These proposed changes are intended to come into force on 6 April 2014.

The changes will mean that such workers become entitled to statutory sick pay and maternity pay, by virtue of NICs being made on their behalf. The consultation document also states: ‘in the majority of cases the worker will also gain the benefits of being an employee for employment rights purposes, although this will depend on them being within the case law tests set out by the courts’. No changes are proposed to employment legislation, and so it does not necessarily follow that cases on employment status will be decided any differently as a result. However, insofar as the Tribunals may take the tax position into account when deciding employment status questions, the change may have some effect.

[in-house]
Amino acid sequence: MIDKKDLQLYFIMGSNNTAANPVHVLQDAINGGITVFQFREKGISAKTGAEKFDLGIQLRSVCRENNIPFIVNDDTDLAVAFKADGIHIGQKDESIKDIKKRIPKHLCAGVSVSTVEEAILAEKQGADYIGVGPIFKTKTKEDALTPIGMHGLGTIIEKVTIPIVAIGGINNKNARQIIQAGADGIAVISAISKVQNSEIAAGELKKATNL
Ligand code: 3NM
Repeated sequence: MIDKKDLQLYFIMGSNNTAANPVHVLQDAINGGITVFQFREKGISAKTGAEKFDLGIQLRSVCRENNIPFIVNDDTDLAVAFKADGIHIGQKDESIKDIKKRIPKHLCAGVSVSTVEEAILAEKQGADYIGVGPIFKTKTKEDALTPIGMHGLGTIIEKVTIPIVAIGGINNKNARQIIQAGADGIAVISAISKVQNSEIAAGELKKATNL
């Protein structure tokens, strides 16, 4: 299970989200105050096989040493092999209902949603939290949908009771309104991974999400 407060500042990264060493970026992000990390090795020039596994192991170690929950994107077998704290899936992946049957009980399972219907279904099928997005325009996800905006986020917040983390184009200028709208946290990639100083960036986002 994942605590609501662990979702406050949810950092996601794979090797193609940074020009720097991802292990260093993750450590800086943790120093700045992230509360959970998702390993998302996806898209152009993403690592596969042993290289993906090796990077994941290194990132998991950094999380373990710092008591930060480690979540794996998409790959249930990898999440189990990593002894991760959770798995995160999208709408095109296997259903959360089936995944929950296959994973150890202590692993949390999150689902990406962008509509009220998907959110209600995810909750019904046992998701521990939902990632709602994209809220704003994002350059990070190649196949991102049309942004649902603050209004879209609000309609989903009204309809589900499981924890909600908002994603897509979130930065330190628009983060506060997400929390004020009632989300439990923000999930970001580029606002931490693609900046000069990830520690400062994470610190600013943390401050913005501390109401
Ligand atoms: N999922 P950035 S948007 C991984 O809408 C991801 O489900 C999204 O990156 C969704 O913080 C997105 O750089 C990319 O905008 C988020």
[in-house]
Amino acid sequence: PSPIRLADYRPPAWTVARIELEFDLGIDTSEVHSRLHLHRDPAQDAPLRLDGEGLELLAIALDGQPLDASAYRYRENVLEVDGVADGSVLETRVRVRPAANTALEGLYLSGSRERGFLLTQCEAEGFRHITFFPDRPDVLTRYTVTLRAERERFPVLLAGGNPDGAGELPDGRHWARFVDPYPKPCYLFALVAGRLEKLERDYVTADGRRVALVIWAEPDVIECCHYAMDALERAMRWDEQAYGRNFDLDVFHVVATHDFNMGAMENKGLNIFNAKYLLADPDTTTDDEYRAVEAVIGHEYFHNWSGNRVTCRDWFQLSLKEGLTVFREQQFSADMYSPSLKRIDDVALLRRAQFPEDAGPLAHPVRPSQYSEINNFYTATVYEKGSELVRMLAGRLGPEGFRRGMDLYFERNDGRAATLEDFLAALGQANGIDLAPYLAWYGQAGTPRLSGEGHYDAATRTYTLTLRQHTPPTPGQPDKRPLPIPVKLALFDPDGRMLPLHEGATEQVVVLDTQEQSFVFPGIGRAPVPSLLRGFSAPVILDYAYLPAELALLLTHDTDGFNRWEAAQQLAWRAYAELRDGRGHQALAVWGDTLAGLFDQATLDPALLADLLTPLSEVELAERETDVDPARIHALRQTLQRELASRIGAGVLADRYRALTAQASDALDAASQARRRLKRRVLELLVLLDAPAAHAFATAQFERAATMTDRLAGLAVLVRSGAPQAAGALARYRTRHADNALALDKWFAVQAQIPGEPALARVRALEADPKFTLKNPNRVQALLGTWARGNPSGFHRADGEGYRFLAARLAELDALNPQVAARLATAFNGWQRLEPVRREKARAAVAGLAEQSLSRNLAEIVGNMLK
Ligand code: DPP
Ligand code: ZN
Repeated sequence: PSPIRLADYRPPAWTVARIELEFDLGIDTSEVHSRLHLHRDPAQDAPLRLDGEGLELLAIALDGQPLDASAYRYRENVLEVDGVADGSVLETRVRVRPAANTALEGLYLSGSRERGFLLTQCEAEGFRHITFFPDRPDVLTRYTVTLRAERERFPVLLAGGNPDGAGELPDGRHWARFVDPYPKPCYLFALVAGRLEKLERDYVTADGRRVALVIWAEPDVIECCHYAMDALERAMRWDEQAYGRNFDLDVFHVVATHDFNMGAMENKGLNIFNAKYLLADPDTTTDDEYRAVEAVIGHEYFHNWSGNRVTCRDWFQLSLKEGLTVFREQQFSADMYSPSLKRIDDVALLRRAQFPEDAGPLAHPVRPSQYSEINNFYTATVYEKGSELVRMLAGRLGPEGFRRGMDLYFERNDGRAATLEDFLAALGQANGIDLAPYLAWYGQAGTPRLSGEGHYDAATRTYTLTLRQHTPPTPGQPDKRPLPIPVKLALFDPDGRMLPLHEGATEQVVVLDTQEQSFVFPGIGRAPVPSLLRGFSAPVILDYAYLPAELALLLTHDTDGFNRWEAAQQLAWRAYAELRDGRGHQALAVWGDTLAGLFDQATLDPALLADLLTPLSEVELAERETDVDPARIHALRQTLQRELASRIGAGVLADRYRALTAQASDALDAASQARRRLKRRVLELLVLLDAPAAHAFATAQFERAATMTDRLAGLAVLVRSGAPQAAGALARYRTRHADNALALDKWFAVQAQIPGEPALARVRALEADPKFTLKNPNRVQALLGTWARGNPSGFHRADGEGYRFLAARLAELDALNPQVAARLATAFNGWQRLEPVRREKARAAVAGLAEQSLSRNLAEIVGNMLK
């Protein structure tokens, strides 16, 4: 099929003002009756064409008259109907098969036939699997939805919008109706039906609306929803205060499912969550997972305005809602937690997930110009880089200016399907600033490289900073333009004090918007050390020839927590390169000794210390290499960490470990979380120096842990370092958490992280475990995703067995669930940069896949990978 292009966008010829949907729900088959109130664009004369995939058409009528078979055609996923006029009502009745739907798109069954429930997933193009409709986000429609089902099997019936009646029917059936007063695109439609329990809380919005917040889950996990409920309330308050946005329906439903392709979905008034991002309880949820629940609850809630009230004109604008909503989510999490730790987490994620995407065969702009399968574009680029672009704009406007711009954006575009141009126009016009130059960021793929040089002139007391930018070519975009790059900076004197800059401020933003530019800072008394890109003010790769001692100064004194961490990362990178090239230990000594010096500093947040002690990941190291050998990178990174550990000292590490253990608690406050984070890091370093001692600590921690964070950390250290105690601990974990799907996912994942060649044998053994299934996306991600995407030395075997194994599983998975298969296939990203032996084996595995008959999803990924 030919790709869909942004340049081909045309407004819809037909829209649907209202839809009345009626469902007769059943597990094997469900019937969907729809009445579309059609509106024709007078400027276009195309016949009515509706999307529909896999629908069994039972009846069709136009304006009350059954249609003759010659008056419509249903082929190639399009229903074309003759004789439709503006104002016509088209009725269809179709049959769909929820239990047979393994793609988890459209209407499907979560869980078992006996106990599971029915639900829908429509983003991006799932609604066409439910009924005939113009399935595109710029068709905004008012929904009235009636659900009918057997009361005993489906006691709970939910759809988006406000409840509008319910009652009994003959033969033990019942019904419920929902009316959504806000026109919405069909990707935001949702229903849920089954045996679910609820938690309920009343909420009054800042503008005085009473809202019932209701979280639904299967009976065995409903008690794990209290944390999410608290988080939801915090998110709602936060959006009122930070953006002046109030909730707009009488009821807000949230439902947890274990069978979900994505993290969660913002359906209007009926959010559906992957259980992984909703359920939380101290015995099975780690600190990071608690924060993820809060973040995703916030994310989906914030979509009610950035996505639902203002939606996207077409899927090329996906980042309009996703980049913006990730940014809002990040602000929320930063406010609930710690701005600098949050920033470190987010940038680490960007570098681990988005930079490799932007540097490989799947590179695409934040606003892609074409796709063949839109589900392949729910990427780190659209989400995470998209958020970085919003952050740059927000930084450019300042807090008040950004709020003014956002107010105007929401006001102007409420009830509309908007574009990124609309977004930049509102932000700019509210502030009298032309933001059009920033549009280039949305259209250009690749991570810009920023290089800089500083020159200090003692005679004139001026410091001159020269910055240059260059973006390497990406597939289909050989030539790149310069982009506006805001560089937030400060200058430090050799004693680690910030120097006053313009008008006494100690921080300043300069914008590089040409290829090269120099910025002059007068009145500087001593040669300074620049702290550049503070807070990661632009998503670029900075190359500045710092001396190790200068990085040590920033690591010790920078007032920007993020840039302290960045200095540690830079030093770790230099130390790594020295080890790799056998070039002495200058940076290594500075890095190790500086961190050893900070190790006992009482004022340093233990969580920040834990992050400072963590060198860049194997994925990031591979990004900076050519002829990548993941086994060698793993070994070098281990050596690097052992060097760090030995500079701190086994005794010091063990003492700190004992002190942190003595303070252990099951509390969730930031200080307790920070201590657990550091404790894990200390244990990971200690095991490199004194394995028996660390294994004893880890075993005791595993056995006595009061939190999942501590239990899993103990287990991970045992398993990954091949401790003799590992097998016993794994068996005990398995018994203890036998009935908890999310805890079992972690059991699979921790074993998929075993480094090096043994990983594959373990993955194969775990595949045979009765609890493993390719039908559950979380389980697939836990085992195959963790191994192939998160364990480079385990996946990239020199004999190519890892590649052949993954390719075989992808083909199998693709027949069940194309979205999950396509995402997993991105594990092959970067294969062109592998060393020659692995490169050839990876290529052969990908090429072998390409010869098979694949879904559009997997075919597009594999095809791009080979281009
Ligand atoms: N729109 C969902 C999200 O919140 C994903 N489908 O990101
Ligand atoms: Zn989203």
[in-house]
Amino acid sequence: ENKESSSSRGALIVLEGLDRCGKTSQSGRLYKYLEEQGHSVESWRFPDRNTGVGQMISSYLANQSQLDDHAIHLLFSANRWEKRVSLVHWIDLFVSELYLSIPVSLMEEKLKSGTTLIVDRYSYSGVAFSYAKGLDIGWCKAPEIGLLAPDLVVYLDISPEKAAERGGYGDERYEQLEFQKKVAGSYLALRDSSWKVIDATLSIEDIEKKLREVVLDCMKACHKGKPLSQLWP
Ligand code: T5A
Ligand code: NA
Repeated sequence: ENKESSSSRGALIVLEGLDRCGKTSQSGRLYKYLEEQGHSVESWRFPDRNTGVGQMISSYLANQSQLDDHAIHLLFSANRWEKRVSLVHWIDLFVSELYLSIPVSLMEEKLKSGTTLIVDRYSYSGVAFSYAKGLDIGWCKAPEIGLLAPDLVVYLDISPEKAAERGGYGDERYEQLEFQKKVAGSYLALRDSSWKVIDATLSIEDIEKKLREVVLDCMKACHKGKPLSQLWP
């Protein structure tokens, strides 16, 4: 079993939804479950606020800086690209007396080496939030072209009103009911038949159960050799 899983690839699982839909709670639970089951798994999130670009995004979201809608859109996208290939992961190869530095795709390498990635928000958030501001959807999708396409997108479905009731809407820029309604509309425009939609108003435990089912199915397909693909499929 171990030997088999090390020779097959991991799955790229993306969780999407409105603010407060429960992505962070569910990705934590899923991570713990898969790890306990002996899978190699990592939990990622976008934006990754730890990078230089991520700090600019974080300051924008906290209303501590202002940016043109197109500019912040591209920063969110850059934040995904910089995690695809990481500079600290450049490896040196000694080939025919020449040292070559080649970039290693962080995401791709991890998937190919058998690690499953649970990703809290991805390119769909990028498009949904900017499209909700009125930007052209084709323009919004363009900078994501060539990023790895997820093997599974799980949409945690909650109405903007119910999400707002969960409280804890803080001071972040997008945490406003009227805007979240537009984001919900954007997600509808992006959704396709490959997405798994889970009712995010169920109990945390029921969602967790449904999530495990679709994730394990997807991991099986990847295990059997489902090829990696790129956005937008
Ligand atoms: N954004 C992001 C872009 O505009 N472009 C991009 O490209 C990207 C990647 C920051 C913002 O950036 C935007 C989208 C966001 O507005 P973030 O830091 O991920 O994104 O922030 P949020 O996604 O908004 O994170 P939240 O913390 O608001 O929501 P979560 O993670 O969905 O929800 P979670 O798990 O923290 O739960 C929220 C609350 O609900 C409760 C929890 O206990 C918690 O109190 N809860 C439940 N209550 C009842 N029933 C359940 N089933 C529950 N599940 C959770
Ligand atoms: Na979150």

Flexible Working 

The Government will extend the right to request flexible working to all employees from 6 April 2014. The right to request flexible working currently applies to parents of children under 17, of disabled children under 18, and to certain caregivers. Employers can only reject such requests on prescribed grounds.

On 13 November 2012, the Government published its response to Consultation on Modern Workplaces and confirmed its intention to implement the extension of the right to request for flexible working to all employees with 26 weeks’ continuous service, replace the statutory procedure for considering requests with a new duty on employers to act reasonably within a reasonable period and introduce a statutory code of practice and best practice guide. The new flexible working regime, included in the Children and Families Bill, is expected to come into force on 6 April 2014.

The Government confirmed that it will not create an exemption for micro businesses (those with fewer than 10 employees).